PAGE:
Competition: European Court of Justice rules that Commission can claim compensation for cartel damages before national courts

The European Court of Justice (“ECJ”) handed down a preliminary ruling regarding the Commission’s right to claim compensation for cartel damages before a national court. The Commission had brought an action before the Brussels Commercial Court to recover damages from four groups of companies, namely Otis, Kone, Schindler and Thyssenkrupp. The Commission had found that these companies had breached Article 101 TFEU by operating cartels in the market for the installation and maintenance of lifts and escalators.

The Brussels Commercial Court referred several questions to the ECJ to ask, particularly, whether the right of access to a tribunal and the principle of equality of arms safeguarded by the EU Charter of Fundamental Rights prevented the Commission, where it has made a cartel decision, from claiming compensation before national courts for loss suffered by the EU as a consumer of the products that were the subject of that cartel. The ECJ held that any person, including the EU, can claim compensation for the harm suffered where there is a causal link between that harm and a prohibited agreement or practice.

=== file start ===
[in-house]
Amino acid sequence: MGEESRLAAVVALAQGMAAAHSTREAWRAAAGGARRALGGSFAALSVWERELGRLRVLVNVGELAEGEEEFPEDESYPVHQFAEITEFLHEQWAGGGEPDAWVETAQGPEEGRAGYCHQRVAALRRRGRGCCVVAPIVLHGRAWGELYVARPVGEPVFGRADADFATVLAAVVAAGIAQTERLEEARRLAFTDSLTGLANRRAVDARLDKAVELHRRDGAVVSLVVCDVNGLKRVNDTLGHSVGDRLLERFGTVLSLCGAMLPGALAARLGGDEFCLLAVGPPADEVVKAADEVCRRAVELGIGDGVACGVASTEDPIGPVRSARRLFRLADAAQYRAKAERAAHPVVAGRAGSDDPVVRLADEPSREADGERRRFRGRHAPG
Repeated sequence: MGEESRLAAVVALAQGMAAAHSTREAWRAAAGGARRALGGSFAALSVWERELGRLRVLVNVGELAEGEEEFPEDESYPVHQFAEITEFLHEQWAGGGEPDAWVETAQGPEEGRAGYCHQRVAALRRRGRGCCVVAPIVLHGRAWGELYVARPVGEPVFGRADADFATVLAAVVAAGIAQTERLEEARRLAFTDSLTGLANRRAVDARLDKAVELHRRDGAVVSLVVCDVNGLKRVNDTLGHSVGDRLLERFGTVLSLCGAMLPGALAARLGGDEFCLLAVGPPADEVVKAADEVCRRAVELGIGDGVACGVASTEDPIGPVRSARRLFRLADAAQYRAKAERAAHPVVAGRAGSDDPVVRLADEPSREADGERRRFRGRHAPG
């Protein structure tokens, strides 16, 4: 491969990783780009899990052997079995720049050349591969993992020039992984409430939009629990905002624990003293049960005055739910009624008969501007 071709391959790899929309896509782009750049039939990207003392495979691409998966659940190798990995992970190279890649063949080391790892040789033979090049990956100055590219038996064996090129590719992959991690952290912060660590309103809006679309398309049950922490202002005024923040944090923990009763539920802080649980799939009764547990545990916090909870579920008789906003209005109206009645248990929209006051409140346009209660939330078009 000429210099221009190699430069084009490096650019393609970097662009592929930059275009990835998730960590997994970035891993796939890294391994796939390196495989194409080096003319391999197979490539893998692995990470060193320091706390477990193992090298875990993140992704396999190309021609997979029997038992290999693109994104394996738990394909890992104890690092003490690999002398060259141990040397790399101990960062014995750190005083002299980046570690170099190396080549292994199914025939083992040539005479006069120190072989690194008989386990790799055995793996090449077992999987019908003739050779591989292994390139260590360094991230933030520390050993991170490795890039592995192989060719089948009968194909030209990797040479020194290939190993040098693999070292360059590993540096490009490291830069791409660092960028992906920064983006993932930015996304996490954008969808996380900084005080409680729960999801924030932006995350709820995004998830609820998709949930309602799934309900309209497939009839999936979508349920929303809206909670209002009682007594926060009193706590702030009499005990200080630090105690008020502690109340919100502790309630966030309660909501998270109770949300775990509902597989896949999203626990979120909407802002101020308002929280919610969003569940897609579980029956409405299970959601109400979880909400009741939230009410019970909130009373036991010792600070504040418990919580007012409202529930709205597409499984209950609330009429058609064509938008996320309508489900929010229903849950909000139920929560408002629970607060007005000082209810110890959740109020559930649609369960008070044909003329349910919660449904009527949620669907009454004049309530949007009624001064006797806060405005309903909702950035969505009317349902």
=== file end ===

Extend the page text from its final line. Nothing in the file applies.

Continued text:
The ECJ found, in particular, that it falls to the national court alone to determine individually the loss caused to each of the persons to have brought an action for damages and that EU law prohibits the Commission from using information collected in the course of a competition investigation for purposes other than those of the investigation. Therefore, the ECJ concluded that the Charter of Fundamental Rights does not prevent the Commission from filing a claim with a national court, on behalf of the EU, for damages in respect of loss suffered by the EU as a result of an agreement or practice contrary to Article 101 TFEU. Source: ECJ Press Release 06/11/2012

Roschier, Attorneys Ltd. - Sweden